Christian Theune <[EMAIL PROTECTED]> wrote:

> Arguably, the check for an attribute would be sufficient if it checked
> whether an attribute implementation is around -- either by a simple
> attribute value or a descriptor providing that.

At this point, I guess the outcome of the discussion depends on whether
it is considered legal or abuse to implement a data descriptor in such
a way that it hides an attribute defined on a base class by raising an

> There's another method: verifyClass. This definitely only checks the
> presence of an implementation. 

To be more precise: the declaration of implementation of an interface
as opposed to actual implementation of its attributes.

> Thomas: There is an issue that we regularly see with verifyClass that
> makes us instanciated the objects and then use verifyObject. I don't
> remember what it was right now. Do you?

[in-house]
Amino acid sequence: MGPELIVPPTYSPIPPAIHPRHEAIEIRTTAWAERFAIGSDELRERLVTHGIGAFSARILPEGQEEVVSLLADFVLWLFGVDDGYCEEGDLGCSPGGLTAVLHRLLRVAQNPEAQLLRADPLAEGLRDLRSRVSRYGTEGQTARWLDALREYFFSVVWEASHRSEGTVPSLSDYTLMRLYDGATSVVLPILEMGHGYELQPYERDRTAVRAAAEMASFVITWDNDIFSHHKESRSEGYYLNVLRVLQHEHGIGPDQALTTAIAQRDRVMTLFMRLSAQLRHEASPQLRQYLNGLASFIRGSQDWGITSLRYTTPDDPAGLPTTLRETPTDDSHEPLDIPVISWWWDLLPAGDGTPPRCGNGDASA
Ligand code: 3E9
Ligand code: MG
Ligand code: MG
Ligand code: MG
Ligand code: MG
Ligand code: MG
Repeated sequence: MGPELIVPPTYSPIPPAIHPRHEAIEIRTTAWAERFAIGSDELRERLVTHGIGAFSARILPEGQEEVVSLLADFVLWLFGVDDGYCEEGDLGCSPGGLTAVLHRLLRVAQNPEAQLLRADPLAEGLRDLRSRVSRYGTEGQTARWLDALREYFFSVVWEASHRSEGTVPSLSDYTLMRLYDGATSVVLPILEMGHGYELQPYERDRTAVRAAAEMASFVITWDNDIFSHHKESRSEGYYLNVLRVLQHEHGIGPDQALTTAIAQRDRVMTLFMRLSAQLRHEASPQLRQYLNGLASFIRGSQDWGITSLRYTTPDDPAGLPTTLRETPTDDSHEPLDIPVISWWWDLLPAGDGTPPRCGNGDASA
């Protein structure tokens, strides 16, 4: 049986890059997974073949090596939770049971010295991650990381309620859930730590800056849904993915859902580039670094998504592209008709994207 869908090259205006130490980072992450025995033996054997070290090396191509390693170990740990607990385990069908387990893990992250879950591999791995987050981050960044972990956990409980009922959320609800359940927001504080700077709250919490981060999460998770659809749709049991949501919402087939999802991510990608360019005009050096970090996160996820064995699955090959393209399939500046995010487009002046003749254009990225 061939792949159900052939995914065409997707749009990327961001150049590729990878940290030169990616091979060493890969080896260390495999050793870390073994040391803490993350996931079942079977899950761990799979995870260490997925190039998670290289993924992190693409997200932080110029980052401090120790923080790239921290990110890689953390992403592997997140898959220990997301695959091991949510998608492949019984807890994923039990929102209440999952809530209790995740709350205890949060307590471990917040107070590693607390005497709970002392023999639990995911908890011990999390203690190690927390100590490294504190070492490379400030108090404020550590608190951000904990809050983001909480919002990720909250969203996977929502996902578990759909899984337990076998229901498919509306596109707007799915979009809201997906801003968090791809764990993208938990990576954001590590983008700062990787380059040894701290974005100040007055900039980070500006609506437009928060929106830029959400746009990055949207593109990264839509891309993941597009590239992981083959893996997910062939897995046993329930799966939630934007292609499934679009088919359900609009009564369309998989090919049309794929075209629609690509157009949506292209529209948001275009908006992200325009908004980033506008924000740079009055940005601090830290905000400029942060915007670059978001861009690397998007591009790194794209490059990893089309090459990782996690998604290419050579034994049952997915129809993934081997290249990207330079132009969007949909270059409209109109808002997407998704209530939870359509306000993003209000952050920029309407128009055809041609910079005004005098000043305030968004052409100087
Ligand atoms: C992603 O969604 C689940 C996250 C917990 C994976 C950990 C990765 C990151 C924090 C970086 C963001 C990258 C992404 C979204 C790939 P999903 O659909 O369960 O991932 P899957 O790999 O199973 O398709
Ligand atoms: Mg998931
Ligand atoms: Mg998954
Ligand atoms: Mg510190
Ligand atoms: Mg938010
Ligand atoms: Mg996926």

Not really, other than to avoid the case of a happy verifyClass() call
with the application dying of a forgotten attribute implementation.
Could there be classes we subclass that claim to implement an interface
but don't fully do so until after instantiation? Just a guess...


Thomas Lotze · [EMAIL PROTECTED]
gocept gmbh & co. kg · forsterstraße 29 · 06112 halle (saale) · germany · tel +49 345 1229889 0 · fax +49 345 1229889 1
Zope and Plone consulting and development

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